No time for war


The recent statement made by Indian Army Chief BipinRawat regarding a possible two-front war with Pakistan and China is quite unfortunate. Speaking at a seminar in New Delhi, General Rawat said that India should be ready for a potential two-front war with China and Pakistan.
According to the Indian media, he referred to a recent standoff with China and said the situation could gradually snowball into a larger conflict that Pakistan is likely to exploit. Rawat said that India could not afford to be complacent and should be prepared for the possibility of an all-out war.
It is difficult to buy the argument put forward the Indian general. He did not substantiate his claims regarding a possible conflict. It is clear that Beijing is keen to follow an economic agenda that is next to impossible in an explosive situation that might lead to war. If the Chinese leadership was interested in heightening tension, it could easily have resorted to sabre-rattling over the Doklam issue. Beijing’s move, which is geared towards de-escalation, clearly indicates that the communist country does not want to be distracted from its economic agenda that seeks to connect various states of Asia and beyond through the One Belt One Road project.
The statement prompted a number of analysts to ask whether the general had issued these remarks on his own or had sought prior permission from the civilian government before he shared his views on the matter. This is something that was also noticed by Beijing. China’s foreign ministry reacted sharply to the statement. Suggesting a contradiction between General Rawat’s statement and Prime Minister Narendra Modi’s conversation with Chinese President XI Jinping, GengShuang, the spokesman for Chinese foreign ministry, asked if the Indian army chief was authorised by his government to make such a specific observation.
Shuang referred to the conversation between the Chinese president and Modi where Xi Jinping had told the latter that both countries are each other’s development opportunities, not threats.
It seems as though India – which was once a staunch supporter of the Non-Aligned Movement – has become a poodle of large capitalist powers under the leadership of Hindu right-wing leaders. It does not miss any chance to raise tension with its giant neighbour whose economic prosperity should prompt it to lift millions of Indians out of abject poverty. The two states stand to achieve nothing from a military confrontation. Instead, such a conflictwill push the region towards a conflagration.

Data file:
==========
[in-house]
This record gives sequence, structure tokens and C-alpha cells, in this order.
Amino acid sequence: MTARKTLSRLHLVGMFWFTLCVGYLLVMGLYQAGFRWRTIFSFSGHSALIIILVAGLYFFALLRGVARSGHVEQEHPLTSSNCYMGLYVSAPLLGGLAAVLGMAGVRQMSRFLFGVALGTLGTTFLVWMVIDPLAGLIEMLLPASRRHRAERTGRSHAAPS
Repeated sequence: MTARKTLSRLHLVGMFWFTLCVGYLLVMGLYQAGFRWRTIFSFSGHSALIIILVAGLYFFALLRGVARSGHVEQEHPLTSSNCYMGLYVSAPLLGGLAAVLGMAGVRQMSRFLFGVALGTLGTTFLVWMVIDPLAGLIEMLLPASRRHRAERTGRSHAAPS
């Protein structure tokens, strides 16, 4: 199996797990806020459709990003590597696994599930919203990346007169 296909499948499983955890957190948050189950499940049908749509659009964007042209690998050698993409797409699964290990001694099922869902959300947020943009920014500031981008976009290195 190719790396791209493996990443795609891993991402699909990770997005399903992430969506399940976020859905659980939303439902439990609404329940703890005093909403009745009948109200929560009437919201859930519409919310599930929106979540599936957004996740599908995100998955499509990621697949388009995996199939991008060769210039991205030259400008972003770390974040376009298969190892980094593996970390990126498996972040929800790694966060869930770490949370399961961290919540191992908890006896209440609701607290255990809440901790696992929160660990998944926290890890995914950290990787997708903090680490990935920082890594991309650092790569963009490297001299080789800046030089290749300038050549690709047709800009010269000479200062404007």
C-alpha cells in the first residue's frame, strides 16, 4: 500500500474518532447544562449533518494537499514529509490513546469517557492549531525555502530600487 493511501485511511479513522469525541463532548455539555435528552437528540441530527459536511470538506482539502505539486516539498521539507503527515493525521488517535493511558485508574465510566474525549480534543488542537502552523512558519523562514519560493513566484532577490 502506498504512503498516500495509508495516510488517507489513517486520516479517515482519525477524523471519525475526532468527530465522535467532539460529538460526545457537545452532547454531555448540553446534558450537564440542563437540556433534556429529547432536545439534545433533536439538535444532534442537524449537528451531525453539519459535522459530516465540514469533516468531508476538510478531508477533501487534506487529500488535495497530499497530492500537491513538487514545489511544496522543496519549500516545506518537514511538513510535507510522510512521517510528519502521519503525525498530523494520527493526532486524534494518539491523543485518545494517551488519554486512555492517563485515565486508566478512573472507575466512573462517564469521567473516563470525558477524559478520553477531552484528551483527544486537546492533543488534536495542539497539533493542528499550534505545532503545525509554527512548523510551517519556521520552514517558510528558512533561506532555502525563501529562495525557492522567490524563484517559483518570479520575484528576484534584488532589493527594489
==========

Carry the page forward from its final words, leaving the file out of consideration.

The Indian army chief also dragged Pakistan into this imagined conflict. Pakistan wisely ignored the statement because Islamabad knows that any conflict in the region would scupper its chances of benefitting from the huge Chinese investment in the cash-starved state.
The question is: why should any country think about such a conflict? Can Pakistan, with over 60 million people living below the poverty line, afford a conflict? Can India, with more than 270 million people who are condemned to a life of abject poverty, afford a war that could ruin its dream of achieving rapid economic growth? Can China, with its ambition to become a global leader, afford to trigger a conflict that is poised to benefit its economic rivals and ruin its plans of connectivity?
A war in the region will benefit no one. Many analysts believe that, instead of resorting to sabre-rattling, New Delhi needs to learn how it can benefit from the Chinese experience that helped Beijing improve the standard of living of its vast population.
Although there are still many problems in China, the country has left India behind as far as progress in the social sector is concerned. For instance, China ranked in the 90th position in the human development index whereas India was ranked in the 131st position. Life expectancy at birth is 76 in China whereas in India it is 68.3. The expected years of schooling are 11.7 in India and 13.5 in China. The mean years of schooling in China is 7.6 years. However, in India, it is 6.3.
A few years ago, Indian economist and Nobel laureate Amartya Sen cited statistics that reflected New Delhi’s poor performance in serving its people. The infant mortality rate was 50 per 1,000 live births in India while in China it stood at 17 per 1,000 live births. The mortality rate for children under five was 66 per thousand live births for Indians and nineteen for the Chinese. The maternal mortality rate was 230 per 100,000 live births in India and 38 in China. China’s adult literacy rate was 94 percent whereas India’s literacy rate stood at 74 percent. Only 66 percent of Indian children were immunised with triple vaccines (diphtheria/pertussis/ tetanus) while 97 percent of children in China were administered the vaccine.
Sen noted that one of India’s serious failures is that a substantial proportion of children are, to varying degrees, undernourished – depending on the criteria used, the proportion can come close to half of all children – compared with a small proportion of children in China.
These statistics underscore the need for India to address the issues that millions of its citizens face in their day-to-day life. Talking of war and conflicts amid all these problems will just add more hysteria that will sap the foundations of Indian society. Therefore, it is important that both India and Pakistan should declare a multi-front war on poverty and religious fanaticism that is pushing the region towards a conflagration.
Both countries should learn from China’s experience and vow to improve the quality of life for their citizens. Such improvements will only come through peace rather than war or the threat of conflict.